Educators are communicating with parents more intentionally and on an ongoing basis, and districts are getting creative about how they work together with parents to close equity gaps, says Michaela Miller, deputy superintendent at the Office of Superintendent of Public Instruction (OSPI).

“The pandemic has created a different and more meaningful opportunity to engage with families. The creativity and innovation around parent connection are critically important in closing gaps,” Miller

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Manned Mission To Mars Close To Possibility As New Tech Transforms Salty Water To Oxygen And Fuel


  • Unlike NASA’s MOXIE, this new technology can produce oxygen and hydrogen from salty water
  • The team behind this device wants to partner with NASA for its goal of bringing humans to Mars by 2023
  • Apart from Martian missions, the new technology is also useful on Earth

Access to water and fuel remains to be the biggest barrier to manned missions to Mars. The good news is that a new electrolyzer technology could trample that obstacle, making it possible for humans to survive the extreme conditions on the Red Planet. 

A team of engineers developed an electrolyzer device that can turn salty water into fuel and oxygen. Details of their development were published in the proceedings of the National Academy of Sciences.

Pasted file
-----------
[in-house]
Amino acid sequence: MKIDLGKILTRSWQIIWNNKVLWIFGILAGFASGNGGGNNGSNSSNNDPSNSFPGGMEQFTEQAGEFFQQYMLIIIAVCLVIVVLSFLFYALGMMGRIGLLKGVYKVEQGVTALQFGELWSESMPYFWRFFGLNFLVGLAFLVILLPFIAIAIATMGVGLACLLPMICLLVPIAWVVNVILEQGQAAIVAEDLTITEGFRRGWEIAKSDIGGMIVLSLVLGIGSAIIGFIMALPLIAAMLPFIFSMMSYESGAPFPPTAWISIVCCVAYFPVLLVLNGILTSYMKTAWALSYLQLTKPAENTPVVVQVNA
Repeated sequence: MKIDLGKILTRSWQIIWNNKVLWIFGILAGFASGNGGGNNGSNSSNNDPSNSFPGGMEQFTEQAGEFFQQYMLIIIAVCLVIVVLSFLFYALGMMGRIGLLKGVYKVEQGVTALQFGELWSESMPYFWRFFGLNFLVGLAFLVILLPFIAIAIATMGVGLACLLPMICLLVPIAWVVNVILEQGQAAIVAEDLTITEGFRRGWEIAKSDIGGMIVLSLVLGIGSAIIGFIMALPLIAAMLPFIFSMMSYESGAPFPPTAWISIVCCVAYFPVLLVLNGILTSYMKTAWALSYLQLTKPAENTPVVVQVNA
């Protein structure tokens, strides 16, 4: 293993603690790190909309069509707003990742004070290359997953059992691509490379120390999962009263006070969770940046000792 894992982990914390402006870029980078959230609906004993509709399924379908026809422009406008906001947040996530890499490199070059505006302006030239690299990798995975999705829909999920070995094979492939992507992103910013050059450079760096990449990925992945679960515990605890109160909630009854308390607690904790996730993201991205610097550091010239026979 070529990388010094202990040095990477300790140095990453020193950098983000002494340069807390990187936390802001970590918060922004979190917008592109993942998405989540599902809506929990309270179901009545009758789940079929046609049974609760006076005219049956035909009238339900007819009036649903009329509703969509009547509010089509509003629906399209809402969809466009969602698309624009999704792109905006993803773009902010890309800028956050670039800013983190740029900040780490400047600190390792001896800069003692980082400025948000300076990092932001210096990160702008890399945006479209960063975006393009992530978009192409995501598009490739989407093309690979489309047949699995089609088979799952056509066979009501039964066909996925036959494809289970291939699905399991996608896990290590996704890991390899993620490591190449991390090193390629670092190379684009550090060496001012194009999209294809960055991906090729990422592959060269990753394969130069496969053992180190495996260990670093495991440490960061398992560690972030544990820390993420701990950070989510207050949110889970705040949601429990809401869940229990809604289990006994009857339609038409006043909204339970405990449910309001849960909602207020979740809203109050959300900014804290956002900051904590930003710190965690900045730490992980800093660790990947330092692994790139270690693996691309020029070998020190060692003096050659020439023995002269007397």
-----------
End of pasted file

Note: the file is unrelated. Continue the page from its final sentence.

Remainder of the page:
This device can produce 25 times more oxygen than NASA’s Mars Oxygen In-Situ Resource Utilization Experiment (MOXIE), which is currently used by the Perseverance rover that’s currently on its way to Mars.

Unlike MOXIE, which produces oxygen from carbon dioxide, the new tech from the engineers of Washington University can produce both oxygen and hydrogen even from salty water. 

“Our novel brine electrolyzer incorporates a lead ruthenate pyrochlore anode developed by our team in conjunction with a platinum on carbon cathode,” Vijay Ramani, lead author and professor at the McKelvey School of Engineering at Washington University, said in a press release.  

“These carefully designed components coupled with the optimal use of traditional electrochemical engineering principles has yielded this high performance,” he explained further.

The team hopes it could partner with NASA for its goal of bringing humans to Mars by 2023. After all, it performed a simulation of the Martian atmosphere at -33 degrees Fahrenheit in testing its brine electrolysis device.